Re: petroleum products and latex, I don't think it's a very fast process, but latex gloves are not uniform in thickness and quality all over - how many times have you pulled on a glove and it's torn even though there were no long fingernails or excessive force to blame? I think the problems would start if you'd used the offending cream and pulled on a glove that had a microscopic fault or weakness that eroded faster than the rest of the glove. That would leave you with holes not visible to the naked eye, but still easily penetrable by micro-organisms.
  8. by   NurseGirlKaren
    Originally posted by NightMoonRN
    Our infection control nurse came out with a policy that forbids us from using lipgloss in any patient area. We are closet lipglossers! Nail polish is a no-no also.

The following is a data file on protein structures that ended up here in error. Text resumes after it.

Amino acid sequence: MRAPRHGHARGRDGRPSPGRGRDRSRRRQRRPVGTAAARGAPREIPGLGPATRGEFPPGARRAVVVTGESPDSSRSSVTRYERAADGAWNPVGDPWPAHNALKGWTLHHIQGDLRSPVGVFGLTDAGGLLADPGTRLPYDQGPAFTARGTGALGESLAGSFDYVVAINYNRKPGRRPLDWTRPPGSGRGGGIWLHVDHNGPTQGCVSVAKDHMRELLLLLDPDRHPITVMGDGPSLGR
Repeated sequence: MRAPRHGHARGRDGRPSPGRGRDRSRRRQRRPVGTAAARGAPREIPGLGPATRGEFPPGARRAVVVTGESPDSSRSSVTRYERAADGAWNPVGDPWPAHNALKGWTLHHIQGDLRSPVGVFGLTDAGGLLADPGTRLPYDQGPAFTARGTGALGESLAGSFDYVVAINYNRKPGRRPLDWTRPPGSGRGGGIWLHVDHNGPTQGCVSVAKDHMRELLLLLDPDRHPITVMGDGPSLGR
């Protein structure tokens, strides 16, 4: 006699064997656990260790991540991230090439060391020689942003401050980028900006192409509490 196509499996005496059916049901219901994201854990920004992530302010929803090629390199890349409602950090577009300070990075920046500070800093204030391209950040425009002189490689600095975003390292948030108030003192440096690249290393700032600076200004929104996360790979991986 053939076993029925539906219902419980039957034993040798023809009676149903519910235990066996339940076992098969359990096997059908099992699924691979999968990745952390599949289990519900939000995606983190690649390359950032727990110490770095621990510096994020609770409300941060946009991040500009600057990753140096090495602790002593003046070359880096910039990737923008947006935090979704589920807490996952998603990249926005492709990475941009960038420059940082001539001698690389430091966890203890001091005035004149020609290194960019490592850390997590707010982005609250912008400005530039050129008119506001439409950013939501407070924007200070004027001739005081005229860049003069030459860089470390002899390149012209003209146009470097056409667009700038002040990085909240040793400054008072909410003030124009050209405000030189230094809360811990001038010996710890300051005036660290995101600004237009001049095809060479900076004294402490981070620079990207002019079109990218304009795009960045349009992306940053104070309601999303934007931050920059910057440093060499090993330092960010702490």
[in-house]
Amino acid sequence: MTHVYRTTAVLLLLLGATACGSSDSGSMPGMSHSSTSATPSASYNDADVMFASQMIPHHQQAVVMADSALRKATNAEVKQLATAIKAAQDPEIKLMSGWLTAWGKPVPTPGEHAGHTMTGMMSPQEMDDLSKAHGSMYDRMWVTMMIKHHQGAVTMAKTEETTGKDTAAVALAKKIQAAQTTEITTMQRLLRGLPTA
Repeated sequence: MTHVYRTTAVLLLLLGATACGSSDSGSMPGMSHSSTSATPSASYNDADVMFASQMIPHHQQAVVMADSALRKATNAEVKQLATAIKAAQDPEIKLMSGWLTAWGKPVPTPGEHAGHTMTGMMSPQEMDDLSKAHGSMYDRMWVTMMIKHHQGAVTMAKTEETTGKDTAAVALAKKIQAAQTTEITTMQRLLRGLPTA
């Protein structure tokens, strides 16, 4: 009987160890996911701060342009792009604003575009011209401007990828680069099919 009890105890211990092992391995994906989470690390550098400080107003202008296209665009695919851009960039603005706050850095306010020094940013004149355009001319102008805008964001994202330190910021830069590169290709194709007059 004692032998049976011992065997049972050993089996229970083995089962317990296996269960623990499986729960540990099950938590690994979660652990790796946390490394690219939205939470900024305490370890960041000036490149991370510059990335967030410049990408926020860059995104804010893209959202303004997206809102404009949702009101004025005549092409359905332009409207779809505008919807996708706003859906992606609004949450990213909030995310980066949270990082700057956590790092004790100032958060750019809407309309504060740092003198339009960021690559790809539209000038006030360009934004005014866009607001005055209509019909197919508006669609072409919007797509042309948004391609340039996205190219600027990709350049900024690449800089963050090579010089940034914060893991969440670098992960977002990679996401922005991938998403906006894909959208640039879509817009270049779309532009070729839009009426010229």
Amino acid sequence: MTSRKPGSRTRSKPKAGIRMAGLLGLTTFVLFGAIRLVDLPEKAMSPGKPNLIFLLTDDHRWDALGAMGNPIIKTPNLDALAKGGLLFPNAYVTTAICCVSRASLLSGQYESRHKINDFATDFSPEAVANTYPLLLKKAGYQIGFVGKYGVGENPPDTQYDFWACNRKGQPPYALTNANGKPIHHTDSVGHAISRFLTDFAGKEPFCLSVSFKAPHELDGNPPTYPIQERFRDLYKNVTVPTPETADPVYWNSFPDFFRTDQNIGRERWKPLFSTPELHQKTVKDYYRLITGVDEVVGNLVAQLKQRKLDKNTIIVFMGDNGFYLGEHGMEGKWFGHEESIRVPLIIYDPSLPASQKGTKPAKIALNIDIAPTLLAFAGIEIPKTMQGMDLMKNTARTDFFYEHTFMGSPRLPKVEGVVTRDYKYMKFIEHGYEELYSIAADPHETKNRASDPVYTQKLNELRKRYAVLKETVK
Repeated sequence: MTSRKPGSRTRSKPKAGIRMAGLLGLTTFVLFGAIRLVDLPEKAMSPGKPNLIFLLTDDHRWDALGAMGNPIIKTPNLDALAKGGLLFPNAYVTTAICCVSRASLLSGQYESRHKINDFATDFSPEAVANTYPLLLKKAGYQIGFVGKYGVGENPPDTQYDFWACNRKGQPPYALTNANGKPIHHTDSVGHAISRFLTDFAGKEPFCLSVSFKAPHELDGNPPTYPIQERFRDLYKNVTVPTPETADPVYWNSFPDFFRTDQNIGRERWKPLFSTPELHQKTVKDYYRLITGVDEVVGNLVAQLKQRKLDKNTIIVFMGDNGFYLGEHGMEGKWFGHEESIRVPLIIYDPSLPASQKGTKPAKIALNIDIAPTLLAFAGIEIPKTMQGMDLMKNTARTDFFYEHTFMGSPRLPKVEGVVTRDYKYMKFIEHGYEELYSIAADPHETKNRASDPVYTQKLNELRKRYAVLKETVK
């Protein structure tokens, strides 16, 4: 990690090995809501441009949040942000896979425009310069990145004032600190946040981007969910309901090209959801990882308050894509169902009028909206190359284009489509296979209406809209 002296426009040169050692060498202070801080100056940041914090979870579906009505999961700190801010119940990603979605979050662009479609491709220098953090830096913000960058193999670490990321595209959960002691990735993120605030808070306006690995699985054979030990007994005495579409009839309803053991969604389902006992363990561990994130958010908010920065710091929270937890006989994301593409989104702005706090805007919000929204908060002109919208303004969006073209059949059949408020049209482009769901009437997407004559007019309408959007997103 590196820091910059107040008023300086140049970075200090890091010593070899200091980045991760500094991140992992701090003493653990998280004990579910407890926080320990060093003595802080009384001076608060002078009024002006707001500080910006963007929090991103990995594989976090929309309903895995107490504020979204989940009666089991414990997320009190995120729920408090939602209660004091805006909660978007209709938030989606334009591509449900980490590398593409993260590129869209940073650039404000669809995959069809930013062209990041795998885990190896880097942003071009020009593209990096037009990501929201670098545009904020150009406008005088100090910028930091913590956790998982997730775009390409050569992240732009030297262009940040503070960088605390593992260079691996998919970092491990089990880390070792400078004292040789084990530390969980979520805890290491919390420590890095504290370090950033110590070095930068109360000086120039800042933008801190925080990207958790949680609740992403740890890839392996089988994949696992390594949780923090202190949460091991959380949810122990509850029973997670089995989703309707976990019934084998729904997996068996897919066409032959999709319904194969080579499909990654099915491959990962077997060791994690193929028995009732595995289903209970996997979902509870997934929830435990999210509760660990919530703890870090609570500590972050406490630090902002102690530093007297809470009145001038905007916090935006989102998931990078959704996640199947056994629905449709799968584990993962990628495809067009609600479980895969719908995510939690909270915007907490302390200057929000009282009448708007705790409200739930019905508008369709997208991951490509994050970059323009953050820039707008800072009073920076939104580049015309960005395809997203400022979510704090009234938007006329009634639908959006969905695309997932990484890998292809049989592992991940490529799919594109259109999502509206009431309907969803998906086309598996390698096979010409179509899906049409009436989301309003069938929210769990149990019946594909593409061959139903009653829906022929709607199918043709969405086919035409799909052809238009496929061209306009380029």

I hope she doesn't belong to allnurses because hand cream will be next! We'll be doing all our creaming and glossing in the bathroom! Keep it quiet will you?
    NO NO NO, you don't understand the infection control issue!! You are not supposed to kiss your patients!! The lip gloss promotes bacterial overgrowth and then you kiss your patient and therefore contaminate them.

    Ok, I don't get it. No lip gloss? You've got to be kidding me. What's the issue with lip gloss?
  9. by   RNforLongTime
    Originally posted by altomga
    At my place of employment we aren't allowed to use our own hand lotions either b/c of "infection control". They say some lotions actually promote bacterial growth due to the ingredients that are in them. They supply us with this less than desirable lotion that to me makes your hands drier than before....but what do we know?